4. Dr Shtivelman also wrote: “Because it is not possible to analyze them in the first place, the bizarre selection of proteins that this company has chosen to analyze is definitely a secondary issue.”. Again, Dr Shtivelman makes a false assumption that we select the proteins as it is written above, the analysis that is performed is on all genome expression micro-array and not protein analysis.

Dr Shtivelman also wrote: “The fact is, CTCs are notoriously unstable and cannot be cultured, with very rare exceptions.” Again, I address you and Dr Shtivelman to the literature like Yamamoto et al “Ex vivo culture of circulating tumor cells using magnetic force-based coculture on a fibroblast feeder layer”. For any expert, it is obvious that the CTCs need to be treated like stem cells and not as a typical cell line, which is the major method most labs use. In an extensive search, there are plenty articles and books describing how CTCs can be cultivated and their limitations. Further reading of Kulasinghe et al in “Short term ex-vivo expansion of circulating head and neck tumour cells.“

Dr Shtivelman also wrote: “Let’s do some simple math: well-established cell lines (immortal cultures of cancer cells grown in labs all over the world) double in number in one day or so.”. Again, Dr Shtivelman confuses cell lines with primary cell cultures and stem cell culturing kinetics, which there is no relation between them. It is a clear assumption that the doubling time is 24 hours since the growing rate of CSCs can be up to many thousand times faster than a typical cancer cell line. See relevant article Toloudi et al 2014 “Comparison of growth curves of cancer cell lines and cancer stem cells”.

Dr Shtivelman also wrote: “This company fakes all the results in their reports and shamelessly charges patients a handsome amount (over $3000) for tests that are never conducted.”. This is the point where Dr Shtivelman not only made a false assumption, but also made false accusations for pricing. Pricing is transparent for all areas served by RGCC and the price is in Euro not in dollars. and it is not to that level. Also, I need to familiarize and remind you that RGCC lab facilities is supervised by ESYD which is the state representative of IFA (International Forum of Accreditation) and all our protocols are accredited by ISO 17025. Also, RGCC is under the assessment for the same assays of EMQN (European Quality management network) which sends us blind samples and we must send the analysis back to them and be on standard z score of accuracy. Finally, since we preserve all our data, the isolated cells and cDNA we can send the material to any other third lab to confirm the data. So I really wonder under which criteria and evidence Dr Shtivelman made all these false accusations without a visit to our facility or even took the time or courtesy of simply contacting us?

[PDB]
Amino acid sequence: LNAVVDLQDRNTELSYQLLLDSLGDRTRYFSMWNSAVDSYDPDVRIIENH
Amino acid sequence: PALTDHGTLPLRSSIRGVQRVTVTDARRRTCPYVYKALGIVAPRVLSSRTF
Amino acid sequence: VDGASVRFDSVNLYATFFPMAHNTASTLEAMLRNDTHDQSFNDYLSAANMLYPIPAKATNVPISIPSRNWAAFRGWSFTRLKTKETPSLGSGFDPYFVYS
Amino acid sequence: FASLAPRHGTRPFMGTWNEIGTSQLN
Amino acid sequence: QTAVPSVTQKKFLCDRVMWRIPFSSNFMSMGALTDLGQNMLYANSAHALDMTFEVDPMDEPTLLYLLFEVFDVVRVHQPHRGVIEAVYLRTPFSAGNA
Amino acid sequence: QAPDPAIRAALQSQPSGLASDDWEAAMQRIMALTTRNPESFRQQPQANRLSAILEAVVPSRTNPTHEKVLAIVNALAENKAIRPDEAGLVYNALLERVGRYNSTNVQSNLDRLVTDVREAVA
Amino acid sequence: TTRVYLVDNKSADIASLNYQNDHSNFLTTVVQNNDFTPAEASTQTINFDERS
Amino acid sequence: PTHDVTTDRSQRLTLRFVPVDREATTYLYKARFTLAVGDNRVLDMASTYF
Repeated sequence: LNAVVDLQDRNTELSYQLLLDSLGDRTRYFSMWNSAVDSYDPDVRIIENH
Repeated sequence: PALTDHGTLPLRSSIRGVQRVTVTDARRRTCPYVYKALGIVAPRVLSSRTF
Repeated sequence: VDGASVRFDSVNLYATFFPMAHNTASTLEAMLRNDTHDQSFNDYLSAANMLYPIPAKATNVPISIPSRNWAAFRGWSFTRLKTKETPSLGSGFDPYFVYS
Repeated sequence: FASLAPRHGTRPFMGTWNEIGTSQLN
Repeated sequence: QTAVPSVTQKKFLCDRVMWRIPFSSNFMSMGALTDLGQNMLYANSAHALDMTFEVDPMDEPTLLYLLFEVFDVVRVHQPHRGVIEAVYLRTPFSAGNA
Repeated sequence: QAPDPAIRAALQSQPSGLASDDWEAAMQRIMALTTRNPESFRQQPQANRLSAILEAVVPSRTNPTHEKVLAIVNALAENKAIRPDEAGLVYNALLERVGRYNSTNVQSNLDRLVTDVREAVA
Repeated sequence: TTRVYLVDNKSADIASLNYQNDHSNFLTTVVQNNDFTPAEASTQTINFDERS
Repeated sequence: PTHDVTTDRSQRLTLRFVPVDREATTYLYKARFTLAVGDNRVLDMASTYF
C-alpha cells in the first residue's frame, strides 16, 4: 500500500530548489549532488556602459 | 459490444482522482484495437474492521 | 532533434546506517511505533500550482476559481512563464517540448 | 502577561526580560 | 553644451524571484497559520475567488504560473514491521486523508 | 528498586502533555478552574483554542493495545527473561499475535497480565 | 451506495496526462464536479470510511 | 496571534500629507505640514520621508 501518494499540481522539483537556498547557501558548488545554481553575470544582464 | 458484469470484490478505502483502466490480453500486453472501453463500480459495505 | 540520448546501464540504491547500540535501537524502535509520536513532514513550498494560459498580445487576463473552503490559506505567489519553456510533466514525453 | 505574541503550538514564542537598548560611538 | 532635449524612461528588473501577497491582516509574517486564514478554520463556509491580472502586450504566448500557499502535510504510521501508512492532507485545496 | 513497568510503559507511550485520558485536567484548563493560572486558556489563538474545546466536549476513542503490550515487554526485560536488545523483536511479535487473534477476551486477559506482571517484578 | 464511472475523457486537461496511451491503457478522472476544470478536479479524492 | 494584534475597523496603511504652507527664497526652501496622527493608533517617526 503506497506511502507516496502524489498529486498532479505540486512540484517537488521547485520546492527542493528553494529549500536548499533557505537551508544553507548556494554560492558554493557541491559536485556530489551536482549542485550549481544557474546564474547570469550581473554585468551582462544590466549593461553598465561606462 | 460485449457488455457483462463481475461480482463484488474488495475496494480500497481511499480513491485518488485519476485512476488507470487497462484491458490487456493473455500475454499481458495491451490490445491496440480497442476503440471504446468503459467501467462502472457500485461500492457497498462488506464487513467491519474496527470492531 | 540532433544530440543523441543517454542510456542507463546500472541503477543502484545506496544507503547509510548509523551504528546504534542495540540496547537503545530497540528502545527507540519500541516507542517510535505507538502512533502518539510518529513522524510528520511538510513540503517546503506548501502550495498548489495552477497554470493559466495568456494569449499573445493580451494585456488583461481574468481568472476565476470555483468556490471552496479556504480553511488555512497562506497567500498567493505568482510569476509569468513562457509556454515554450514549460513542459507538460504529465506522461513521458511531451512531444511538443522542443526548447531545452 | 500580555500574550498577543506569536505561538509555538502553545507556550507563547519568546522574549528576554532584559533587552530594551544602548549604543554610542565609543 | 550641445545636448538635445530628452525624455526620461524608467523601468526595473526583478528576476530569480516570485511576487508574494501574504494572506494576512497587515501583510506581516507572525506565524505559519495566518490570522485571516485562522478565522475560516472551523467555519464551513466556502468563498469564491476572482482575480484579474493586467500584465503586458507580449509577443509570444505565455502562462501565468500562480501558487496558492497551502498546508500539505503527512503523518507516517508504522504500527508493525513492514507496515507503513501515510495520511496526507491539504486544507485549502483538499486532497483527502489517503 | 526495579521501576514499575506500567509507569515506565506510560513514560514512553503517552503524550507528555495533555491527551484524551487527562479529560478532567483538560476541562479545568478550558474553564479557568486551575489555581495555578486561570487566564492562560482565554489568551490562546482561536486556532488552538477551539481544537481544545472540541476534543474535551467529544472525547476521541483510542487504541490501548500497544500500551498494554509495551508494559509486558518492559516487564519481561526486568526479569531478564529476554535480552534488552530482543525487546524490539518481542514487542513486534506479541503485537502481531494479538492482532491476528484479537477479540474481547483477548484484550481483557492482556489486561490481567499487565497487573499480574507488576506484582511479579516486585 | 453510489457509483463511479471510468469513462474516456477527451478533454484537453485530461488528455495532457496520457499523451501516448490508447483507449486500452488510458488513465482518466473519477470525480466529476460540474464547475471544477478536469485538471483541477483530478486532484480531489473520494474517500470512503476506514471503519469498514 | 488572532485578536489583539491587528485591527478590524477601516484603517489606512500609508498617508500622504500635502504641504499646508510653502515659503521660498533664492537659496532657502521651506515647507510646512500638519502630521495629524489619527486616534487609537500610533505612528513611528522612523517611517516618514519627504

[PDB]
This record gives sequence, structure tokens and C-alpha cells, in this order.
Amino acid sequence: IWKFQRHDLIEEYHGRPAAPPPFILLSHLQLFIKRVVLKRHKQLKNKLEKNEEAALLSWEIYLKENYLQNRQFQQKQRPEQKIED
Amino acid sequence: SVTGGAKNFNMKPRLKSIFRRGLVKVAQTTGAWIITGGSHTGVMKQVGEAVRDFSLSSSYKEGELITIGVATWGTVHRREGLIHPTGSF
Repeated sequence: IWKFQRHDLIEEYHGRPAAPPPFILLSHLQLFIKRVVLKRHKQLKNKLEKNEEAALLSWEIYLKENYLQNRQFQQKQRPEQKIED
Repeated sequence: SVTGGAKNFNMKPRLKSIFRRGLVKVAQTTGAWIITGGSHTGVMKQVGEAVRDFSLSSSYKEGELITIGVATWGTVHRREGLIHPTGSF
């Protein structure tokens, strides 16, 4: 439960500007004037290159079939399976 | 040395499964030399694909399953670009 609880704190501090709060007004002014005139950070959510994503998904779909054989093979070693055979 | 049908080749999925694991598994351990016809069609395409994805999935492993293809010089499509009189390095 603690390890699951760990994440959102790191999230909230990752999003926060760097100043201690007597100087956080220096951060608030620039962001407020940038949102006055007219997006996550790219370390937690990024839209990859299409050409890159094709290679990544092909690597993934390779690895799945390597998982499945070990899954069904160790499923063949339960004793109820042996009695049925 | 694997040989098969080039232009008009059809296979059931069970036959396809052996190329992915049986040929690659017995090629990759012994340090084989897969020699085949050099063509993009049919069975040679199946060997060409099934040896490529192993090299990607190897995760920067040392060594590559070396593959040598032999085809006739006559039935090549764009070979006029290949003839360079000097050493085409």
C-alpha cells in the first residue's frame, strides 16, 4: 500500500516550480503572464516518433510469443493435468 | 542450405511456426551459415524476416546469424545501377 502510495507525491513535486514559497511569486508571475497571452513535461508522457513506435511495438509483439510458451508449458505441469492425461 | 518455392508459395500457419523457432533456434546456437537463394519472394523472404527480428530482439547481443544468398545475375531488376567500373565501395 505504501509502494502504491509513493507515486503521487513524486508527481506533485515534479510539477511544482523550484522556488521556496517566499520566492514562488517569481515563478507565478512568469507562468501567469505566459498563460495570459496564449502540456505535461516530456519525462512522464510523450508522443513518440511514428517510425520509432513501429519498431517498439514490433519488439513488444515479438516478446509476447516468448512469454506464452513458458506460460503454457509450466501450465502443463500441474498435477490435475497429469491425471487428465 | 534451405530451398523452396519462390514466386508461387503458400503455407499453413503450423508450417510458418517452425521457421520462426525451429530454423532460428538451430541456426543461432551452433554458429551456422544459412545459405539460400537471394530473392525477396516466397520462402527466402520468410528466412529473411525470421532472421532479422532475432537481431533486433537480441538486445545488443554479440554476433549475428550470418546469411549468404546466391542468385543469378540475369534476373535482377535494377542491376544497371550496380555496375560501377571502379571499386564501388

Dr Shtivelman also wrote: “Safe to assume that, based on test results, the poor patients will receive the highly popular and expensive intravenous injections of vitamin C, or will be rushing to purchase one—or, likely, more than one—of the “natural substances” with exotic names like “Ukrain” or “Okinawa extract,” etc.”. Once again, Dr Shtivelman made another false statement without any evidence, since the test result does not show which vitamin C had to be obtained. The cells are assessed in micro- culture of 12,000 cells/well with ascorbic acid that is obtained as a chemical substance from chemical supplier. Also, natural extracts “with exotic names” like Ukrain or Okinawa extracts are commercial names of substances with biological effect. To be precise, Ukrain stands for the chemical chelidonine and Okinawa extracts is an extract of Fucoidan with a very long literature history of anticancer activity. Also, we must not forget that many natural agents have been used in drug development on a ligand based or structure based drug design including several chemotherapeutics.